It’s safe to say that most people don’t really think about their loft often. Most rarely ever venture up there, usually to retrieve Christmas decorations or other junk.
However, many types of domestic works often require access to the loft or attic spaces of homes. Whether it is work on hot water tanks, telecoms maintenance, or solar battery installation/management, professionals regularly need to access these spaces to carry out work.
But there are dangers lurking in the lofts and attics around the country. If the proper precautions aren’t taken when accessing these spaces, you could find yourself quickly running into danger. Carrying out this kind of work without the proper preparation and planning can quickly lead to injury or worse.
Risks & Dangers in Lofts
There are a number of jobs which require loft access. These can include:
- Hot water tank/boiler repairs
- Extractor fan repairs and maintenance
- Chimney flue work
- Cavity wall and loft insulation
- Loft conversions
- Telecoms and power cable work
- Solar panel battery maintenance
- Roof repairs
- General repairs
While all of these jobs come with their own specific dangers, there are several general risks you can encounter when accessing lofts.
These can include the obvious, such as falling through non-reinforced flooring, or even through the open hatch, as well as general slips and trips. But there are other risks which you might not even consider, including physical exposure to the irritants in common insulation material, and electrocution from old wiring hidden in the insulation itself.
All of these dangers can cause serious harm, but the good news is, they can also be easily avoided with careful planning, and the right equipment.
Tackling Loft Work Risks the Right Way
As with most dangerous jobs, your first step should be assessing the risk, and implementing the right risk mitigation.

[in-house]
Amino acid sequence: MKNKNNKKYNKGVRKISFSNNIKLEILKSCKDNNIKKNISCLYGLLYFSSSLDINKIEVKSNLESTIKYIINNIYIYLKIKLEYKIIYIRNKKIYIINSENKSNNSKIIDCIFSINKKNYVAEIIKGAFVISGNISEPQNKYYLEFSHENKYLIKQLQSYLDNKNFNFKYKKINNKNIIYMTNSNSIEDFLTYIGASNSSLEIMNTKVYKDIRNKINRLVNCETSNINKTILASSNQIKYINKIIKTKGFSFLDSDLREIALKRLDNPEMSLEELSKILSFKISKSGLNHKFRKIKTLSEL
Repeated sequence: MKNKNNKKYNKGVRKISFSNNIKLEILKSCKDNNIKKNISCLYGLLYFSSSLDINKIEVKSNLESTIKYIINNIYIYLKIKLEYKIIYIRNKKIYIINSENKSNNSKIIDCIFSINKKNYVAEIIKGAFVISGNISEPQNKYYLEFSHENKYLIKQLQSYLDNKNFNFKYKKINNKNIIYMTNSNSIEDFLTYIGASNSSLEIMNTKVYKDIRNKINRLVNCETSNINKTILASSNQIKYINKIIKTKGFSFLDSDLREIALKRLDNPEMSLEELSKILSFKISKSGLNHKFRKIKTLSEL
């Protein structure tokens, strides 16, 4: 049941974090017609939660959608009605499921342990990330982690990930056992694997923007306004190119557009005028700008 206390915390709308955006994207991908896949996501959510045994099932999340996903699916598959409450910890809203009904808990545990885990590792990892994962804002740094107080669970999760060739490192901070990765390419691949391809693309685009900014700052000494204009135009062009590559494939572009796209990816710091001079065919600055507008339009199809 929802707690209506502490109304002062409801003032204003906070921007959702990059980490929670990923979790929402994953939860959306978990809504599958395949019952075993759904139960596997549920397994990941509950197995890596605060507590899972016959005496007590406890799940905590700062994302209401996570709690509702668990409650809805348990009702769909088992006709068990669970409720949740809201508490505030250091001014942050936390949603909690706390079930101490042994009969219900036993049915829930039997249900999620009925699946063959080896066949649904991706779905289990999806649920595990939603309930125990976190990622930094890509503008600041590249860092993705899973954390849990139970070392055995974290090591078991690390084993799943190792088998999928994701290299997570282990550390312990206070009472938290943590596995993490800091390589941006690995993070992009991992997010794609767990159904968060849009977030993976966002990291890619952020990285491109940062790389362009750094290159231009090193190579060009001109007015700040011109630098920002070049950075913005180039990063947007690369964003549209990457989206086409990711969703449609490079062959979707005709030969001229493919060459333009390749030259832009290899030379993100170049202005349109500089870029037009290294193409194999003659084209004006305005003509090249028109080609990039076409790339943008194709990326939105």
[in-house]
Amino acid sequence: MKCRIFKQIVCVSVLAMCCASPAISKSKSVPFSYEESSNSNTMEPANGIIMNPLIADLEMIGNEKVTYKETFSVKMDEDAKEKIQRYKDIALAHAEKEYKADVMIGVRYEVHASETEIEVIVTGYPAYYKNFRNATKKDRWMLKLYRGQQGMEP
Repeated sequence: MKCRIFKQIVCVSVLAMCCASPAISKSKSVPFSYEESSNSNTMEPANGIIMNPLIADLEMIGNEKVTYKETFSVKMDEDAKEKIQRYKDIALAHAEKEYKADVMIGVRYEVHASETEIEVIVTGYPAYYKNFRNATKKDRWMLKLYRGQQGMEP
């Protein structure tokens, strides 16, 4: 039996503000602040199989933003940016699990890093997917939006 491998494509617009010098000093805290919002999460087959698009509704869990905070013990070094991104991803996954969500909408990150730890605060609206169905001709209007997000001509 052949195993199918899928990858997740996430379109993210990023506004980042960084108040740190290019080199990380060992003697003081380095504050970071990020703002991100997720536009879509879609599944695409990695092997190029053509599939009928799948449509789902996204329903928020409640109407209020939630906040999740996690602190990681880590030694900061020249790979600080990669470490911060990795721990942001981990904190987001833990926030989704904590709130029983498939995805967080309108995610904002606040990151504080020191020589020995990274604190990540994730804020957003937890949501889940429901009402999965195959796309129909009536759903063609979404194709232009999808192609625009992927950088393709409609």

If you are a professional who regularly carries out work in lofts, you or your employer should have an applicable working policy and standard risk assessment process, in line with Work at Height Regulations. Even if you’ve done the job a thousand times, you are legally required to adhere to these processes. Any risks should be controlled to the best of your ability.
Another consideration is training: have you or the person carrying out the task received the correct training to carry out this particular task? This is less applicable when carrying out DIY, but nobody should be carrying out professional work without the correct training and certifications.
The next step is equipment. If you don’t have the correct equipment and PPE for the work you’re doing, you should stop immediately. While loft work can seem straightforward, the tight, cluttered nature of lofts and attics means things can and do go wrong, fast. No one should be forced to carry out work without the right equipment.
Employers and managers are legally required under Health and Safety regulations to purchase and supply the necessary equipment to employees. For loft work, this can include things like purpose-built loft ladders, safety rails, lighting, loft covers, and a platform from which to work. You can refuse to carry out work if you don’t have the right equipment.
While this equipment seems like a no-brainer, too many workers end up carrying out work without the right equipment due to negligence or to save time/cost.
Should You Use Boards When Carrying out Loft Work?
A common ‘quick and dirty’ solution to creating a working platform in lofts is using boards, often made from wood. While they are cheap and easy, and provide some protection from falls, they are a poor substitute for proper loft working platforms.
Basic wooden board solutions will separate workers from the fragile floor by spreading the weight of the worker, and provide some protection from insulating material. However, they are ineffective against other risks, particularly electrocution from live wires, and can even be a fire hazard.
There are other, more effective loft working platform solutions, but too many workers avoid these, either due to cost, or the difficulty of getting them up into the loft itself. That is why we created our own solution in the form of the CoverSafe Spark.
Formerly known as the 240 Mat, the CoverSafe Spark is a lightweight, telescoping, and fully insulated GRP loft work platform, designed for use in roof spaces. With its innovative trellis design, the solution can be used at widths of up to 2m, covering a total area of 1.6m2. When closed, the mat is just 1.15m x 0.48m, and at a total weight of 10kg, it’s a breeze to get it up into loft spaces and back down again.
The CoverSafe Spark is a fantastic insulated loft works mat solution, guaranteeing safety for work such as loft conversions, telecoms maintenance, boiler repairs, and more.
At Oxford Safety Components, our number one concern is the safety of those carrying out potentially dangerous work, and we’re doing what we can to make that work safer. For more information, or to discuss your project needs with us, call us on +44 01869 323282, or use our online contact form.